Page 1
        Literature cited
            Page 1
        Experimental
            Page 2
        Results and discussion
            Page 2
            Page 3
        Summary
            Page 4
Full Text

~'Department of Animal Science Florida Agricultural
S Research Report AL-1976-8 Experiment Station
October, 1976 Gainesville, Florida

EFFECT OF MOISTURE, METHOD OF PRESERVATION AND SURFACE AREA OF CORN
ON THE AVAILABILITY OF PHOSPHORUSJNCORN FOR SWINE1
uuc 19 !97G ZC
S. M. Abrams, H. D. Wallace and G. E. Combs2

Previous research at this station demonstrated that the phosphorus in high
moisture corn, preserved anaerobically, is more available to swine than the
phosphorus in regular corn (1). Organic acids, as well as airtight silos, are
commonly used to preserve high moisture grains. Canadian workers have reported
increased starch digestion in the intestinal tract of the pig when the diet con-
tained high moisture corn preserved with organic acids (2). Two theoretical
explanations were offered: 1) an acidic diet progresses more slowly through the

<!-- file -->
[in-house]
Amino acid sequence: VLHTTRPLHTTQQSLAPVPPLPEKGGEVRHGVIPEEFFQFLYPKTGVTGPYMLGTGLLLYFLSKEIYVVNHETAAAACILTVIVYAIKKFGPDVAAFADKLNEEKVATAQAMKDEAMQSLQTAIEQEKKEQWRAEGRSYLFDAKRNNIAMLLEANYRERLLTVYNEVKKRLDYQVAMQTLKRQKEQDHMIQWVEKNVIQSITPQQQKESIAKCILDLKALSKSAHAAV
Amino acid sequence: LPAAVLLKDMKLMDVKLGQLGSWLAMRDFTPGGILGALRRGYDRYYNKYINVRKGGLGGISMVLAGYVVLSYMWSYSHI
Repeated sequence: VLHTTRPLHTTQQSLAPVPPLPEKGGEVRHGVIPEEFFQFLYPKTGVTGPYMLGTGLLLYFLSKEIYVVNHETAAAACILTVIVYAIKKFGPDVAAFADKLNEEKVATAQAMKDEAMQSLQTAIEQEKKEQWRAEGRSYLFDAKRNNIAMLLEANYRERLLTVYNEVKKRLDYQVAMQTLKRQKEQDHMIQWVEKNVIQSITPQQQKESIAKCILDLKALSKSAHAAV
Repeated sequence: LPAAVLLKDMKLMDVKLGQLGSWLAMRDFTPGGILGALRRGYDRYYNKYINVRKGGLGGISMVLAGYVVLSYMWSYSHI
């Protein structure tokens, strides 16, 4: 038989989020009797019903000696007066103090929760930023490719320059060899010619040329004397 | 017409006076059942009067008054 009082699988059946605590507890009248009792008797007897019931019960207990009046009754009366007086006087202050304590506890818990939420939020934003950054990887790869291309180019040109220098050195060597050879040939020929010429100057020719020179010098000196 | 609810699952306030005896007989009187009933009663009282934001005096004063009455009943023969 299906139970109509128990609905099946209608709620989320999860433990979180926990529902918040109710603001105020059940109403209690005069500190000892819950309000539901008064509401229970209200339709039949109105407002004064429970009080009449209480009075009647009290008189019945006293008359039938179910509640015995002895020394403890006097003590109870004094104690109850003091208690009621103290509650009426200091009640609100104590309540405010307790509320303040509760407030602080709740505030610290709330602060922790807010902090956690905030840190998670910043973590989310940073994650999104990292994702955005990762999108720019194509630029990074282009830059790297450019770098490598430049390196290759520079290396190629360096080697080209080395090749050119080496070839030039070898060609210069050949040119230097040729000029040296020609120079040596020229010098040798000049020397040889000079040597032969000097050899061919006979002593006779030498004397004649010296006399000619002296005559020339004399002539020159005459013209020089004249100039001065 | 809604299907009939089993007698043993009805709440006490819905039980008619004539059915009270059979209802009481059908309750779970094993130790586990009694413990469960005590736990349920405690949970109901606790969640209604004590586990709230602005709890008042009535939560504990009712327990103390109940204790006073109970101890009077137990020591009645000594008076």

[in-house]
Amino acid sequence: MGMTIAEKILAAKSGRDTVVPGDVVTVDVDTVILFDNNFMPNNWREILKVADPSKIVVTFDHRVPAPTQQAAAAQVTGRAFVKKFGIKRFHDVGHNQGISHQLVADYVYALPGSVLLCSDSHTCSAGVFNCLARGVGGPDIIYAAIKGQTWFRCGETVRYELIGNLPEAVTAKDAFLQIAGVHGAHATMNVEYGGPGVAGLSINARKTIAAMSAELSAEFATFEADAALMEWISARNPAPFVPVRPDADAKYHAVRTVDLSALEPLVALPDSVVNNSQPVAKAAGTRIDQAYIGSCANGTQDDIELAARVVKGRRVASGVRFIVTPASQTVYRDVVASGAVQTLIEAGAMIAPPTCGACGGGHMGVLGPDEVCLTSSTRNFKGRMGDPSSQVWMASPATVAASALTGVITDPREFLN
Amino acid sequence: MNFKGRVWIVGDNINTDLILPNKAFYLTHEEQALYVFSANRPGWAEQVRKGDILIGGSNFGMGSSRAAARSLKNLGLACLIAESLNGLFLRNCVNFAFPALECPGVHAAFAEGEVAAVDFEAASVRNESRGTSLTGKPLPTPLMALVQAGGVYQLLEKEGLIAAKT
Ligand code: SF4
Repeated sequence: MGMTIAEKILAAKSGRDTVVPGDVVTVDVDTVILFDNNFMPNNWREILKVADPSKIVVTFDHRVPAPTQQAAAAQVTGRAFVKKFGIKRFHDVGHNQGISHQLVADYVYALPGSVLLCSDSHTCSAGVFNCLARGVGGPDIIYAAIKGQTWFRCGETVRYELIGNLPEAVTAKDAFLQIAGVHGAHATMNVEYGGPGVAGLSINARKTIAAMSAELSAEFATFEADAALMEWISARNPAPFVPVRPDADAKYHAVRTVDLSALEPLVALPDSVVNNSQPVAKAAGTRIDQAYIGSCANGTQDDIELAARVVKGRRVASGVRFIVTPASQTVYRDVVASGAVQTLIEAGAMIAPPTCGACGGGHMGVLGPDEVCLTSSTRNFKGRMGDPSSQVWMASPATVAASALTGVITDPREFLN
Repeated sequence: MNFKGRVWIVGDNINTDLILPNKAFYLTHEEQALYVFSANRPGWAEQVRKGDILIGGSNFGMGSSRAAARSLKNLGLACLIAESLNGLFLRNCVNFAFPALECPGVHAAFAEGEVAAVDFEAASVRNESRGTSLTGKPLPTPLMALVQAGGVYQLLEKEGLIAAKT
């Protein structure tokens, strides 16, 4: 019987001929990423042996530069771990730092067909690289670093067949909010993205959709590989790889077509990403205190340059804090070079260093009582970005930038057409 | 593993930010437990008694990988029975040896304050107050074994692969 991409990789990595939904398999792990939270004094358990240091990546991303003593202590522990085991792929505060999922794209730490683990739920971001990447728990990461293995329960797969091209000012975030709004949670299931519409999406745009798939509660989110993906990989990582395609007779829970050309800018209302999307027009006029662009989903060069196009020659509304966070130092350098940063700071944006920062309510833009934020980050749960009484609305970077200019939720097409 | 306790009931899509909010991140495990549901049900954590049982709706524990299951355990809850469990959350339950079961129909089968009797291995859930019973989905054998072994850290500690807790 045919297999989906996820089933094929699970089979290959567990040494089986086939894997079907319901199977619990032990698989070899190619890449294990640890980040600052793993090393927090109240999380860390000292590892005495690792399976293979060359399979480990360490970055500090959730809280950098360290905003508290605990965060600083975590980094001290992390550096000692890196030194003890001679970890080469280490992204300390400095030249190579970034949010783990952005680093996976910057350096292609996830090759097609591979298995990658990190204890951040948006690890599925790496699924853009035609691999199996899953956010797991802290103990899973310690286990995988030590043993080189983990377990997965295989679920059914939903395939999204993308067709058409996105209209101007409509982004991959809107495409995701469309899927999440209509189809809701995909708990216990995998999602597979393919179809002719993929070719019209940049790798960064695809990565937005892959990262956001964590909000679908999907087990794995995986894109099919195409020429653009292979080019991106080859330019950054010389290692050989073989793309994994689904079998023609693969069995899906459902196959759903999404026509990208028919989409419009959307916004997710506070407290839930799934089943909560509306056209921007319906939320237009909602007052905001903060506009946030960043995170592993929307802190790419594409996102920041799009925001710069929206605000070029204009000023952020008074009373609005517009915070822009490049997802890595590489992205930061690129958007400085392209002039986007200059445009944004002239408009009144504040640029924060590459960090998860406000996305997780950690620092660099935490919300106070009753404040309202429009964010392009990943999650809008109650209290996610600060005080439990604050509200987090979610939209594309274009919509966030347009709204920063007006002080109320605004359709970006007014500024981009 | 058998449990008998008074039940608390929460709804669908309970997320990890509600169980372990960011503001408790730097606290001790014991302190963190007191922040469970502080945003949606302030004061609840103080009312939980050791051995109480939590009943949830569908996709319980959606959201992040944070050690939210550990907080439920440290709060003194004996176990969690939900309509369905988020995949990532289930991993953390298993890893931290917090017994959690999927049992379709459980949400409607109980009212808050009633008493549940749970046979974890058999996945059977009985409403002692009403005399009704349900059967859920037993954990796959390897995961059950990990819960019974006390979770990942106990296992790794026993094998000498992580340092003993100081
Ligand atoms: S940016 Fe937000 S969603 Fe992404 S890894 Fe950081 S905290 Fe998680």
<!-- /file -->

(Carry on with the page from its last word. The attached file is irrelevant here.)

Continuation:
digestive tract allowing more time for amylase activity, and 2) the presence of
acid during preservation resulted in a predigestion of the starch granules prior.
to feeding. As anaerobically preserved high moisture corn has a lower pH than
regular corn, and intestinal phytases are apparently present to a limited extent
in the pig (3), either of these factors could explain the increase in phosphorus
availability obtained.

Whatever process is involved in the increased phosphorus availability in
anaerobically preserved high moisture corn, may also occur in high moisture corn
preserved with propionic acid, and this process may be facilitated by increasing
the surface area of the grain during storage. This experiment was designed to